Since that time, he’s had two pacemakers, carotid artery surgery and one more blockage. Instead of having another bypass surgery, however, Richard was treated with a simple stent—courtesy of interventional cardiology services now available from Dr. Ashish Pal at Heart of Florida Regional Medical Center.
“I never had a problem at Heart of Florida. Anything I wanted I got, and I got before I asked for it. The staff seems interested in everyone,” he said. I’ve been going there for 12 years and it’s always very good. They’ll listen to anything you tell them and act on what you say.”
Getting quality care close by also means that Richard doesn’t have to fight big city traffic to get treatment. “It’s easy to get to the hospital and the doctor’s office,” said Dr. Pal’s 91-year-old patient.
“The stent is great. It’s not open surgery. They do it through a vein as an outpatient procedure,” he said. “Dr. Pal is very good—really knows his business. And knowing what I know now, I’d do it earlier.”
Pampered heart patient
Rebecca Thornberry already had medical issues when she moved here from the East, but her doctors there weren’t responsive to what she was telling them. Fast forward to her waking up from a morning nap, thinking it was the next day and taking her morning medications for the second time. This accidental overdose was almost fatal.
She was rushed to the ER. Her body was starting to shut down. She had a variety of conditions, including heart problems. The staff at Heart of Florida worked together to coordinate her care. “They paid a lot of attention to my problems and got other specialists on my case,” she said.
Ironically, Rebecca worked at a hospital back East as a nurse’s aide, secretary and medical transcriptionist. “When I was admitted to the hospital there, it was like no one knew me. Here, people who didn’t know me treated me like family,” she said.
Heart of Florida physicians gave Rebecca a thorough workup. Her treatment included getting a pacemaker and having stents inserted into both legs. She had other procedures, too, for non-heart related issues.
“Once I had the pacemaker and stents, I had more strength and a little more energy. I don’t fear going to sleep at night and my heart not working. Now I have a decent heart to carry me through,” she said.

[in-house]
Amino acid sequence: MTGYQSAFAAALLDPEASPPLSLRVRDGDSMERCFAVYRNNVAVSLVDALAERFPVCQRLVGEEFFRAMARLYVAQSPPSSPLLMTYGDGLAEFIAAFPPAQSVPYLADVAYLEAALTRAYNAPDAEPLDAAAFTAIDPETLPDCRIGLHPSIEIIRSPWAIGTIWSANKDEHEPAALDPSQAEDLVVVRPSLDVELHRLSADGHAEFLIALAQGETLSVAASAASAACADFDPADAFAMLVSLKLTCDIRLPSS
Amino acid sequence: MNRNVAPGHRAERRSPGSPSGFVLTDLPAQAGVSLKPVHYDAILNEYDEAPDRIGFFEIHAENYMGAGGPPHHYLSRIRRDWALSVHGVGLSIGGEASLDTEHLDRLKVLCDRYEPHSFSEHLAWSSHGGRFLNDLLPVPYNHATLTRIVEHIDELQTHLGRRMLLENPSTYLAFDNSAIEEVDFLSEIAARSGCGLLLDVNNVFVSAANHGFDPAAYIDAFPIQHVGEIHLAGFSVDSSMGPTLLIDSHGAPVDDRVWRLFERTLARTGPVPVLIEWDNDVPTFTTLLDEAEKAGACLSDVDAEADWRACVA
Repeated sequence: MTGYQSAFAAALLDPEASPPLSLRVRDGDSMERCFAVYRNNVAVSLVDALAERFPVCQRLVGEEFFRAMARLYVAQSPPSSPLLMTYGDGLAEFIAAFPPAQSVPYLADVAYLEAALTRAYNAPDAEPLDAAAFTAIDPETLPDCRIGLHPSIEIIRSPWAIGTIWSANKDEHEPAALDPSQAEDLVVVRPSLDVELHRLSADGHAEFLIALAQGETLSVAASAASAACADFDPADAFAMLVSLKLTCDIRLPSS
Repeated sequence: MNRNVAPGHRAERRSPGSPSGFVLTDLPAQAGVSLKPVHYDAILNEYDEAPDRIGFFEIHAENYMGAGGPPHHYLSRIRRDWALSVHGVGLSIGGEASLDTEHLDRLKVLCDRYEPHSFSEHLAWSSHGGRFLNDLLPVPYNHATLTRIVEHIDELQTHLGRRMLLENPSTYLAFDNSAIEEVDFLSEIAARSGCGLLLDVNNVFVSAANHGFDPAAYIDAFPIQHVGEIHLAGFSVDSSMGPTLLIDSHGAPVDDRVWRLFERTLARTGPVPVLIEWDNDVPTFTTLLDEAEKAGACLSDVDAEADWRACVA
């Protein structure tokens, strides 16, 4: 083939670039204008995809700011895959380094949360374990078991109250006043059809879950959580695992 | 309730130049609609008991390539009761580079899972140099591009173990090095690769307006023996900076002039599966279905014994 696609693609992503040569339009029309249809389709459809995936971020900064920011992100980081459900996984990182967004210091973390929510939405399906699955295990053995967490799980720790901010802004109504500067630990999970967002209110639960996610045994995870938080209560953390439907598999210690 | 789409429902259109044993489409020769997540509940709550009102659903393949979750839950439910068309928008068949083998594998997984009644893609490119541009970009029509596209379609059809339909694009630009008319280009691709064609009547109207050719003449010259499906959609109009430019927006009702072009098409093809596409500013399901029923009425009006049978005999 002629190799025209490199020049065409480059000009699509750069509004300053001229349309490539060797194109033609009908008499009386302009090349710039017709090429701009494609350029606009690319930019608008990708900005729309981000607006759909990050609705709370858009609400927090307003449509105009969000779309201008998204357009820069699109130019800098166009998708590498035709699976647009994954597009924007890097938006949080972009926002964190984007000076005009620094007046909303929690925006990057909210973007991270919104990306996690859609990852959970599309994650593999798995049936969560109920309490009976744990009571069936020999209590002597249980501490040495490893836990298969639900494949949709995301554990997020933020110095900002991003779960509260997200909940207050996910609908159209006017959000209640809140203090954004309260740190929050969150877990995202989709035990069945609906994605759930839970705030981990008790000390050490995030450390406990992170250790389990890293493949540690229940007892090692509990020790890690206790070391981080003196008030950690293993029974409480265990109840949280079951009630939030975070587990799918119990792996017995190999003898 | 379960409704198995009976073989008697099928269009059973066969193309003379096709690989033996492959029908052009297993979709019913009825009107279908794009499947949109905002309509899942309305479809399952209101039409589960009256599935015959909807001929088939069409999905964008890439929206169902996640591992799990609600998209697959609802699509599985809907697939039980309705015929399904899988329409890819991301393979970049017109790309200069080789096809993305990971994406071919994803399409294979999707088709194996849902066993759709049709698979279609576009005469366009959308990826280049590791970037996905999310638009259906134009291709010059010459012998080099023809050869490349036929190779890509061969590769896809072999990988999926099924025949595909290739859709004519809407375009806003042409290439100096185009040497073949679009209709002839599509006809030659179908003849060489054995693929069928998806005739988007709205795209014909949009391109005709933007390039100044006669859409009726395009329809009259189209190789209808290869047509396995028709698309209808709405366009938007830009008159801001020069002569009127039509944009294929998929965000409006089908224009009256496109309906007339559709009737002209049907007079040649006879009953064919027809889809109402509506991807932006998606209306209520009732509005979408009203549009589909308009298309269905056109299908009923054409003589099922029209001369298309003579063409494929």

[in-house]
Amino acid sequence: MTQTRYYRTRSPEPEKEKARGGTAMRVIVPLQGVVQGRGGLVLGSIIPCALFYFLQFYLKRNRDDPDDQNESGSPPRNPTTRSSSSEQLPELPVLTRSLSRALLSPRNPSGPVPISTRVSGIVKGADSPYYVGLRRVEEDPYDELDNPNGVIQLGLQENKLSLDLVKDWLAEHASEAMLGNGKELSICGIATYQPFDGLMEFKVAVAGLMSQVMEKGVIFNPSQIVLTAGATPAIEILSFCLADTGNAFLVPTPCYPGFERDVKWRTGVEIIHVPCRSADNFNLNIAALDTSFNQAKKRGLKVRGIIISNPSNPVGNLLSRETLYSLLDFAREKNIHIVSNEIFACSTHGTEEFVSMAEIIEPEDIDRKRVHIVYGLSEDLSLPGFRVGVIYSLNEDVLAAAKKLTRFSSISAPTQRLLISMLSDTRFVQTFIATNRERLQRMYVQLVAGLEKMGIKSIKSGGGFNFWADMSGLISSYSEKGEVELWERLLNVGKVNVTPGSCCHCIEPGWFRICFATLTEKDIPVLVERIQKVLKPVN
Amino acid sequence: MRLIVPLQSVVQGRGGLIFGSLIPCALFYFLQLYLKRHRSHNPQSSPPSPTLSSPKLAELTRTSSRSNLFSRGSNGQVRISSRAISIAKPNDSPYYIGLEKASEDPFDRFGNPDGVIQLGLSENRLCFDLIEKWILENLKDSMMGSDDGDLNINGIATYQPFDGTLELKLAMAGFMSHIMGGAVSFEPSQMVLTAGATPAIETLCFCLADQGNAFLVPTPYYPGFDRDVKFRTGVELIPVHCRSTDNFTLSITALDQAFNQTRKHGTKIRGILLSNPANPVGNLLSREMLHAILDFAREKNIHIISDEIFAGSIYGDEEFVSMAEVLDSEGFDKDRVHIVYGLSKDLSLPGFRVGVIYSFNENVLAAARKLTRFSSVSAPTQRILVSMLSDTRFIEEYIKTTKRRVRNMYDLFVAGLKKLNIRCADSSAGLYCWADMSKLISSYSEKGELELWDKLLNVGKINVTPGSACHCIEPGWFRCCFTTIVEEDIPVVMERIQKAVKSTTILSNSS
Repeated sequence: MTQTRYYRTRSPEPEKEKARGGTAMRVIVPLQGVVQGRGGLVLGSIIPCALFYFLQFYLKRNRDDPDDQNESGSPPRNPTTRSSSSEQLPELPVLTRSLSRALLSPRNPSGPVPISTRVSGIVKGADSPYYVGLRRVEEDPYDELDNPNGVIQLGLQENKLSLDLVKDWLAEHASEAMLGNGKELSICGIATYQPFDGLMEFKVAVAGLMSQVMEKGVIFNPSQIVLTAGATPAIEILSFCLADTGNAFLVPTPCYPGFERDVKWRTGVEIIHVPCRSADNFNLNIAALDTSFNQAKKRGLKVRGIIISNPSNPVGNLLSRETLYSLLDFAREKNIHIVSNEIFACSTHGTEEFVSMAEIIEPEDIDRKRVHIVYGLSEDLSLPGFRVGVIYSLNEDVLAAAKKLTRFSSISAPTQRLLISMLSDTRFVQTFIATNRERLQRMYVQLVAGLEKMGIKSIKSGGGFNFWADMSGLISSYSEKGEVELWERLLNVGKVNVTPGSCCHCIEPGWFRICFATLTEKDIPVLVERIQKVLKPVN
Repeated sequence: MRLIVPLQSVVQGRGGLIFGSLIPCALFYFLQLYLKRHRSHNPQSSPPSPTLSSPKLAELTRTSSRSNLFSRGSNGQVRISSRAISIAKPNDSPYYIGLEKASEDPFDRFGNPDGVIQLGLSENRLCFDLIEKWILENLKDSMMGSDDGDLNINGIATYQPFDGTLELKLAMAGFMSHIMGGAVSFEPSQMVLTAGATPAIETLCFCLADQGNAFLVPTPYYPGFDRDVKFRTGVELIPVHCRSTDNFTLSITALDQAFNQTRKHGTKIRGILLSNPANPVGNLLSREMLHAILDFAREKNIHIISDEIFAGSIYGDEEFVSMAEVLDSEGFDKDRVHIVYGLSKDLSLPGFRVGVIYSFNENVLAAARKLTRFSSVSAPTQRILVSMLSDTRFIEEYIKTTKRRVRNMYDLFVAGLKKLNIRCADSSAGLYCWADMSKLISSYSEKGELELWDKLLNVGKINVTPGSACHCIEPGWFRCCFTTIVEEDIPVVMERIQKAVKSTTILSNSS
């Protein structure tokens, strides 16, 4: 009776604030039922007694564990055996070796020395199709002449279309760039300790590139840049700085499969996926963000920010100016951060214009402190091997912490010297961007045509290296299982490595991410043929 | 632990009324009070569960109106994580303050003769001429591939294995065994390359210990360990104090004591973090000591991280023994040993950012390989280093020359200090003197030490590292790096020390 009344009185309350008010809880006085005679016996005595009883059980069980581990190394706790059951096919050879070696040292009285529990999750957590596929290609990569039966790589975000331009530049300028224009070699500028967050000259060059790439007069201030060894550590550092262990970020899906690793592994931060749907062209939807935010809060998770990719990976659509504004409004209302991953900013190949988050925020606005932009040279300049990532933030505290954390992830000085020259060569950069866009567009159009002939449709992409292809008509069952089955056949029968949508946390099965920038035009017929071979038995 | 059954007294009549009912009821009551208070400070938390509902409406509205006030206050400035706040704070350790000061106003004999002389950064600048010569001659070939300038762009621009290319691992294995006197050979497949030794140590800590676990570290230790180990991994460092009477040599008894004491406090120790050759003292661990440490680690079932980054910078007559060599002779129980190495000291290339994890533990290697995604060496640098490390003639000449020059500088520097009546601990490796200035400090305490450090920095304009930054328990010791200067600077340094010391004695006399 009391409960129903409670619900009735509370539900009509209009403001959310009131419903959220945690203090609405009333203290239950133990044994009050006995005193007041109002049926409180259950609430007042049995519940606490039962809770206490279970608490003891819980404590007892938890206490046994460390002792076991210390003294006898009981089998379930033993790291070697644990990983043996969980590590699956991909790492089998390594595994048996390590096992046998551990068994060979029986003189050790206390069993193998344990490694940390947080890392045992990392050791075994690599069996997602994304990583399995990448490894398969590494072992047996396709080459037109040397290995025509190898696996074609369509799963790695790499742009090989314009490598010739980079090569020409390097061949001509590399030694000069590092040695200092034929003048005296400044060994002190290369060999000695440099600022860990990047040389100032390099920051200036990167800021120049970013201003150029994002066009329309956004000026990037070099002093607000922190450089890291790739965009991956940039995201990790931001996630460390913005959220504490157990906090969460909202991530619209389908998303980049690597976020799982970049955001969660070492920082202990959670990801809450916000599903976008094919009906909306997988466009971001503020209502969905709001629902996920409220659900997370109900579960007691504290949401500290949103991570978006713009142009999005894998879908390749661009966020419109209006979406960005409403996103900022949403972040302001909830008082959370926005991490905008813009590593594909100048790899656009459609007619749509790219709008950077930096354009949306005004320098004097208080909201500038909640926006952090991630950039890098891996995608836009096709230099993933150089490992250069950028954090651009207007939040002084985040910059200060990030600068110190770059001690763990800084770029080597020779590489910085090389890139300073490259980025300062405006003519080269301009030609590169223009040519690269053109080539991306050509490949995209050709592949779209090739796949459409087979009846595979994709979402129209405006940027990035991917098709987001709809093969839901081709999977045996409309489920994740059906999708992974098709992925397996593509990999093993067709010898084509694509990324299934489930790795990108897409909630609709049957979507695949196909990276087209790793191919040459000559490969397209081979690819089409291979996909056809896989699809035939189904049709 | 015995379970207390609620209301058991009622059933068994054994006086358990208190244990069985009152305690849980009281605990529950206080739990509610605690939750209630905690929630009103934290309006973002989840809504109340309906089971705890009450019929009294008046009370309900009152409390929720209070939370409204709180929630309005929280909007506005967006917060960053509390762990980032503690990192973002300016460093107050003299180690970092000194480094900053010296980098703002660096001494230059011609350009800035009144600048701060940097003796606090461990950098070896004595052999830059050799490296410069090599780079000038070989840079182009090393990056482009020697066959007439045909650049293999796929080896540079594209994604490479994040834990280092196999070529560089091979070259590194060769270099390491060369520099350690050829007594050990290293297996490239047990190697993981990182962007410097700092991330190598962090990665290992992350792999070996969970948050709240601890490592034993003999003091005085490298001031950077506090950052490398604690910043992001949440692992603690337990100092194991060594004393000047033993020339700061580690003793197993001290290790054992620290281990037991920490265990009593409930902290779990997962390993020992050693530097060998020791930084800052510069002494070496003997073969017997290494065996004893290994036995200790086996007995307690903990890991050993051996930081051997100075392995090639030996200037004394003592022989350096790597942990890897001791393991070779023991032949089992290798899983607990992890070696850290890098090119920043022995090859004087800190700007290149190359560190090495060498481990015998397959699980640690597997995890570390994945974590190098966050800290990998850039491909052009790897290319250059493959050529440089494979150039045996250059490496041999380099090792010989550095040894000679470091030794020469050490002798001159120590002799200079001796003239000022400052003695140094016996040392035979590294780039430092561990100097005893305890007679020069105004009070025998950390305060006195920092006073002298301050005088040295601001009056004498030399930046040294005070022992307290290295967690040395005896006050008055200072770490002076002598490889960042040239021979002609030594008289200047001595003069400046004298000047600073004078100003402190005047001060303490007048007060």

“I was totally amazed with these people. They treat you as they’d like to be treated. They have a heart,” she said. “I was there for a reason. They were there for a reason. Dr. Saroj Tampira pulled me from death’s door. Now, I have a better chance for a longer life.”
Hiking-again heart patient
“I don’t get sick,” was Frederick Burnett’s first thought when he started feeling sluggish and couldn’t walk very fast. His heart would race. His chest felt as if a big lump was trapping food on its way down. He assumed it was indigestion. But, at his son’s urging, and because he knew something was really wrong, he called his primary care physician.
After an EKG, he was referred to Dr. Irfan Siddiqui, a specialist in cardiovascular disease, cardiology and interventional cardiology. Another EKG proved that he needed a stent. Frederick was surprised to know the procedure would be done through his wrist.
He’d heard of this technique and happened to be in the office of one of the few physicians in Central Florida performing this procedure. “Dr. Siddiqui explained that I’d be awake, but wouldn’t feel anything,” he said.
As it turns out, his artery was 90 percent blocked. In the recovery room, Dr. Siddiqui told him he was lucky he hadn’t had a stroke. “He said I’d been a walking dead man,” Frederick said.
When the procedure is performed through the groin, the patient has to recover from the groin incision. With the wrist technique, patients can walk around almost immediately and recovery is much easier. Frederick was hospitalized overnight and felt fine when he left in the morning.
Not long after, Frederick was water tubing and walking the Georgia mountains. His doctor approved the trip with no restrictions.
Frederick hopes others will learn from his story to get prompt treatment. He is grateful to his son for insisting he see a doctor and to his wife for taking such good care of him, but laments, “I put my life on the line and that wasn’t fair to my family. Such a simple procedure saved my life. It was foolish not to have it done earlier.”
All patients can expect this level of care at our Accredited Chest Pain Center, a designation earned by only one percent of U.S. hospitals. We know hearts.